Worst to Best
The Sweeney
Season Three

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7 Visiting Fireman

On the Internet Movie Database this episode is the lowest-rated of all Sweeney episodes, and only one of two (along with season two's Supersnout) to be rated less than 7/10. How much can be drawn from this is open to debate: apart from the first episode, Ringer (suggesting 21 voters didn't want to watch another after seeing it) then all of the episodes have only been voted on from a range of 15-35 times. Such a small number is in contrast to the number of IMDb voters who rated the TV movie, the cinema movies, or even the series overall itself. (Currently 8.2 out of 10, with over 760 votes).
     It should also be noted that many of the overly comic episodes of the series do well in the voting, with the season two Patrick Mower vehicle Golden Fleece being regarded as the joint-third greatest episode of them all. The upshot is, unless a wider range of people can be polled, we may never get a good indication of what the most popular Sweeney episode truly is... and even if we did, you can always make up your own minds.
     So going against the apparent grain, Visiting Fireman was much enjoyed here at the Anorak Zone. Although some of the excesses, such as a cartoonish bomb exploding scene, a sex scene with a Nazi helmet and a far-fetched plot about plutonium sales jar badly with the more serious tone, this is one that rewards by being a little different.
     Lastly, the references to what may be regarded pejoratively as a lack of "political correctness" in the series are not here to either criticise or praise the programme, merely to acknowledge that it was made in a different age, and the series, as an historical document, can't really stand or fall on what was the parlance of the time. But this episode may still contain the power to shock with Regan's mocking of a Turkish friend, including such lines as "If I get my head cut off, I'm sending you the bill!" and "you've still got your three pensions, haven't you? One for each wife."

6 In From The Cold

A strong, functional plot sees Regan after a man who shot a police officer on a raid. Helping the criminal, "Billy Medhurst", to get away is a crooked solicitor, involved in corruption. Other than a left-field "identify the corpse's penis" scene, there isn't anything especially unique about this episode, and it doesn't go anywhere new in terms of the series, but it's the kind of story they could do every week and keep viewers happy. Look out for Dennis Waterman doing a decent impression of James Taylor, one of the more eccentric actors in what is otherwise a very straight episode.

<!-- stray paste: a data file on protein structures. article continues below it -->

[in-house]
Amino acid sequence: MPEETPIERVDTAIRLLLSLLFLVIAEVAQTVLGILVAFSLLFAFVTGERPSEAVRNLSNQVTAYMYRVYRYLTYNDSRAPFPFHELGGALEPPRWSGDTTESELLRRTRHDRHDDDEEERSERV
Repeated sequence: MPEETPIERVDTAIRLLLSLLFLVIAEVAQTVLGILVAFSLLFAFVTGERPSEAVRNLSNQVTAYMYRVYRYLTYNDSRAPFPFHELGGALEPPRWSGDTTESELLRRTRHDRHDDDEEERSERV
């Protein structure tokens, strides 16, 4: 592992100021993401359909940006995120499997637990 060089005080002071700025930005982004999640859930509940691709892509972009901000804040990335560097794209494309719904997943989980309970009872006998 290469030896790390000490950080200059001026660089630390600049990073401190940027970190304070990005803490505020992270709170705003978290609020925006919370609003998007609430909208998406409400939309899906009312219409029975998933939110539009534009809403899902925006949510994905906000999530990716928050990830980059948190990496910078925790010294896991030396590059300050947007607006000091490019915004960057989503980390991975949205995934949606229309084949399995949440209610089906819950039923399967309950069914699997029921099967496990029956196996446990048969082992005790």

5 May

Karl Howman, here just 23, will illicit one of two responses, depending on your age: older readers will cry out "it's Jacko from Brush Strokes", younger ones may remember him as the guy from the Flash adverts. Playing the young son of the titular May, he does good work here, suspected of aggravated robbery and GBH.
     As the plot unfolds, we find that Howman has been sleeping with the wife of an incarcerated criminal, and is beaten senseless by mobsters before being delivered back to his mum. Regan, an old flame of the mother's, is left to reflect on the fact that, for another of many instances in this season, he's been involved in a case where he ends up losing.

4 Pay Off

PJ Hammond is a huge favourite here at The Anorak Zone, a man who has given much to the cult TV genre: we've only recently ran an article on Ace of Wands, and he was of course the creator-writer of the superb Sapphire & Steel.
     Credited here as Peter J. Hammond, it's important to remember that at this stage in his career he was a crime show writer through and through, Ace Of Wands an aberration on his C.V. Up to this stage he'd script-edited and written for Z Cars, and also written for numerous series including Dixon Of Dock Green, Special Branch, New Scotland Yard and Villains. It's also perhaps important to remember that Ace Of Wands' Tarot, like Sapphire and Steel, is also ostensibly a detective. The upshot is that the two series which list Hammond as creator (including forgotten sitcom Lame Ducks) are far more out of character for the writer than The Sweeney ever was.
     Although Pay Off doesn't necessarily reinvent the wheel in terms of the programme, it does see its world populated with Hammond's off-centre imagination, and an unusual decision to make Carter the main character for an episode. Naturally for a man who had never written for the series before, even one as experienced as Hammond, there are the odd moments where certain elements feel out of character, but it's small, left-of-centre character beats that make the episode work, filling in the content and avoiding just working through a system of familiar tropes.